Excitation of RPE autofluorescence with different wavelengths produces different but closely related spectral data. We hypothesized that simultaneous decomposition of multiple hyperspectral datasets into major spectral signatures and their spatial distributions with non negative matrix factorization (NMF) could exploit these relationships to recover results superior to factoring any single hypercube.
Pure RPE/BrM flat mounts were separately excited at 436-460nm and 480-510nm and hyperspectral emission data were captured by methods described in detail by Johri and Agarwal abstracts. Standard NMF factors a hypercube A into the product of matrices W and H (Fig 1a), where W is the spectra of the recovered sources and H carries their spatial localizations (abundance images). In our formulation, we always retrieve 4 spectral signatures for RPE and one for BrM. We paired each signal found at 436nm excitation to its corresponding signal at 480nm, and linked the two datasets by requiring that the spatial localizations of the paired signals must be exactly the same, because they come from the same compound. (Fig 1b)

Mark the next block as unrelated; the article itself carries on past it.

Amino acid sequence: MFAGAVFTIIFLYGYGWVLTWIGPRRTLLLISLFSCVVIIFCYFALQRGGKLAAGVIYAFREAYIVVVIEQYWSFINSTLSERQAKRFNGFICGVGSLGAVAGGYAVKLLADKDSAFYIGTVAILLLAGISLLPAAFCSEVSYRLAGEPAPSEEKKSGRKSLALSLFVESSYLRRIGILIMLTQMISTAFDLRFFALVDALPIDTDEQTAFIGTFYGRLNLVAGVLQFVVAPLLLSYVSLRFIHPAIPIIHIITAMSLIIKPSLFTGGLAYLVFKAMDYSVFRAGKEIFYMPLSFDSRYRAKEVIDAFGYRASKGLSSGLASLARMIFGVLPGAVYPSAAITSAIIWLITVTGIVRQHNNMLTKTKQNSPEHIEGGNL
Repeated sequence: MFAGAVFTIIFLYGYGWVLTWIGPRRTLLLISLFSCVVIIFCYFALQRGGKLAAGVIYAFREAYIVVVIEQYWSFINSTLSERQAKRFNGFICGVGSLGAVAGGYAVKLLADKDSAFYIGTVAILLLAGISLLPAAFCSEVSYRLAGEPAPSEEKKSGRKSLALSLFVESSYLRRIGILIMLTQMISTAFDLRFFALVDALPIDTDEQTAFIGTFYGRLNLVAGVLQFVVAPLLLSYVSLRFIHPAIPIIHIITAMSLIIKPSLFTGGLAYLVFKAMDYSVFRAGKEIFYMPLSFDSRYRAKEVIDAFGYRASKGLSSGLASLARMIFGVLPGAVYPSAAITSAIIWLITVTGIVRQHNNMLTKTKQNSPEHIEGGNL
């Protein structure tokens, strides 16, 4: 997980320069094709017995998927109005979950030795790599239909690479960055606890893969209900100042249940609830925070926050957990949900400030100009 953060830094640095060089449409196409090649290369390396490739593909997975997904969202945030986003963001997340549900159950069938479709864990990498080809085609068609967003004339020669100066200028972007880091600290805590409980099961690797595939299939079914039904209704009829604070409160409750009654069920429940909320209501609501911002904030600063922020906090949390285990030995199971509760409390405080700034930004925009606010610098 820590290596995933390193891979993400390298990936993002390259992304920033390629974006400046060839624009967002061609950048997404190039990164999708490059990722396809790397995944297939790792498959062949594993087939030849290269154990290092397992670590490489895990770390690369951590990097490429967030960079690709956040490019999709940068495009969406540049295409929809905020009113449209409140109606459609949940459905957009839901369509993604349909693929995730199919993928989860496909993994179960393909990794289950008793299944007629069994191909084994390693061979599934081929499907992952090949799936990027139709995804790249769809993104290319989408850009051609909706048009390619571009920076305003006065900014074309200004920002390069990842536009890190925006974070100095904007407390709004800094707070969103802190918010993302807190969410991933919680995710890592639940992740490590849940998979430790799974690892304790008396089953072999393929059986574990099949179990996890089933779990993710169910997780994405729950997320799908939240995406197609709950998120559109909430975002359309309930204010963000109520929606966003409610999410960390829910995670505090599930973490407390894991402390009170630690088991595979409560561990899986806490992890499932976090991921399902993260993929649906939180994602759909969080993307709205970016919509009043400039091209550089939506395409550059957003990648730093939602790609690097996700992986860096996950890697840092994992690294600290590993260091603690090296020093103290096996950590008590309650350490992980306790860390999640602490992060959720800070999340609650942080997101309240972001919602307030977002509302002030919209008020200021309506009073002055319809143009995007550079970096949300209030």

Fig. 2 (a, b) shows the 5 spectra recovered from the fovea of a 34 y/o female donor at 436nm and 480nm with standard NMF. The spectra are clearly paired according to the emission maxima. Fig 2c shows the results when the data are decomposed simultaneously: 10 abundant spectra are clearly paired in shape and location, suggesting single species. Each pair corresponds to one clearly defined abundance image.
Simultaneous decomposition of multiple RPE hyperspectral datasets is superior to standard NMF at breaking down a complex spectrum representing a mixture of fluorophors into its individual spectral signals, hence providing better candidates for biochemical identification.